Some things to avoid

Following the hype. Your coworker bought a bunch of shares in a company you’ve never heard of? That may be exciting for her, but it doesn’t mean you have to do it, too. It’s one thing to be guided by people who inspire you, it’s another to ditch your path to follow theirs.

Following the leader. The same goes for people who know way, way more than you, too. Just because your favorite analyst or reporter makes a declaration doesn’t mean it’s the gospel truth.

Chasing the dollar. Penny stocks are so hot right now, right? Price alone should not be the only factor. Just because shares are cheap doesn’t mean that you have to throw common sense out the window.

It takes a village

There’s no one size fits all approach to investment. Accounting for goals, timelines, patience, risk-tolerance, and budgets as unique as the investor attached to them create a million different options. The only right strategy for you is the one that fits your needs. Knowing what you’re invested in and why is a big part of making your money work for you.

Technology and social media are changing the dynamic of investing by making it more accessible and transparent.

The digitization of brokerages (online vs. brick-and-mortar), reduced minimums and/or commission structures, and fractional investing are total game-changers. Fractional, or investing by the slice, a la Public, has become increasingly important in recent years — some of the most popular stocks can trade at $500 or even $1,000 or more per share.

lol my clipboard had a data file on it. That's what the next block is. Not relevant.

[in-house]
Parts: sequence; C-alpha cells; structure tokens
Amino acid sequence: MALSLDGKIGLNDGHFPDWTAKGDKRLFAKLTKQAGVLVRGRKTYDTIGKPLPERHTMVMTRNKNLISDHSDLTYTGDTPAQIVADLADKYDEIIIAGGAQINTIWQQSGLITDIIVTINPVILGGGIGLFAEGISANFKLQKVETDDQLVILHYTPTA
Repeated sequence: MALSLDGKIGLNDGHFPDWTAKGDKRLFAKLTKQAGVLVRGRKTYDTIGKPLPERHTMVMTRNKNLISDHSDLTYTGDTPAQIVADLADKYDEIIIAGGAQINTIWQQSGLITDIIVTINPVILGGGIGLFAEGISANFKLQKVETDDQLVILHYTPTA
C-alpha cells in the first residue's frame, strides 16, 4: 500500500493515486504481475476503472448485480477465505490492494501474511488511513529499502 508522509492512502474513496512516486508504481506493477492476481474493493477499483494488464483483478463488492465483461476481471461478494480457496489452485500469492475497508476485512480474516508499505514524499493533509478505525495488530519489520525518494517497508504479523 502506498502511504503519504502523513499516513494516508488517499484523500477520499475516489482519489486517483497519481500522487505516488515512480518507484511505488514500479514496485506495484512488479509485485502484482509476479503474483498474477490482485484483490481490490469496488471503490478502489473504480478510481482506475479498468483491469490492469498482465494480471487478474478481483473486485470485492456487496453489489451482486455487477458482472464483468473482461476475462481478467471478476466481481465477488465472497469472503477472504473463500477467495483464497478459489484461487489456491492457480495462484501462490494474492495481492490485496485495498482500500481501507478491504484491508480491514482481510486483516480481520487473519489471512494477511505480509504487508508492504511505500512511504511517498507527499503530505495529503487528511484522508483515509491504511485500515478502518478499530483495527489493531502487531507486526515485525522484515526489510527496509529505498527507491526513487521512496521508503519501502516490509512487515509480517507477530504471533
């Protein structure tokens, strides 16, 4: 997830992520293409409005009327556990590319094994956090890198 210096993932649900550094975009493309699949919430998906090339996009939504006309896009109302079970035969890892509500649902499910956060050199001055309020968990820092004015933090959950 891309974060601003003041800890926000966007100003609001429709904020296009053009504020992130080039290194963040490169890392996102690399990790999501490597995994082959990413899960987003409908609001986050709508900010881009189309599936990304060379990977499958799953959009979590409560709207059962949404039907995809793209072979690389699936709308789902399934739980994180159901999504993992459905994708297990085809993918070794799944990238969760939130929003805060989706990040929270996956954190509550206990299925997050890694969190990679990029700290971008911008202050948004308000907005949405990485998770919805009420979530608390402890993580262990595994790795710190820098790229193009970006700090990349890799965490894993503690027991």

The resources available to the average investor are staggering: financial news, calculators, think pieces, and expert advice is available to everyone everywhere. Public’s community-driven platform allows investors to see other people’s transactions in real-time. Want to ask someone about their investments? It’s as simple as leaving a comment on their activity. You can create valuable relationships with other investors no matter their experience level and get the most out of your Public portfolio.

The bottom line

There’s no “right way” to invest, there’s just the way that’s right for you. Stocks, funds, ETFs, long- and short-term strategies all have a time and a place. By leveraging the knowledge available to you, you can be sure that you’re making the best choices for you right now — and down the road.

The above content is provided is paid for by Public and is for general informational purposes only. It is not intended to constitute investment advice or any other kind of professional advice and should not be relied upon as such. Before taking action based on any such information, we encourage you to consult with the appropriate professionals. We do not endorse any third parties referenced within the article. Market and economic views are subject to change without notice and may be untimely when presented here. Do not infer or assume that any securities, sectors or markets described in this article were or will be profitable. Past performance is no guarantee of future results. There is a possibility of loss. Historical or hypothetical performance results are presented for illustrative purposes only.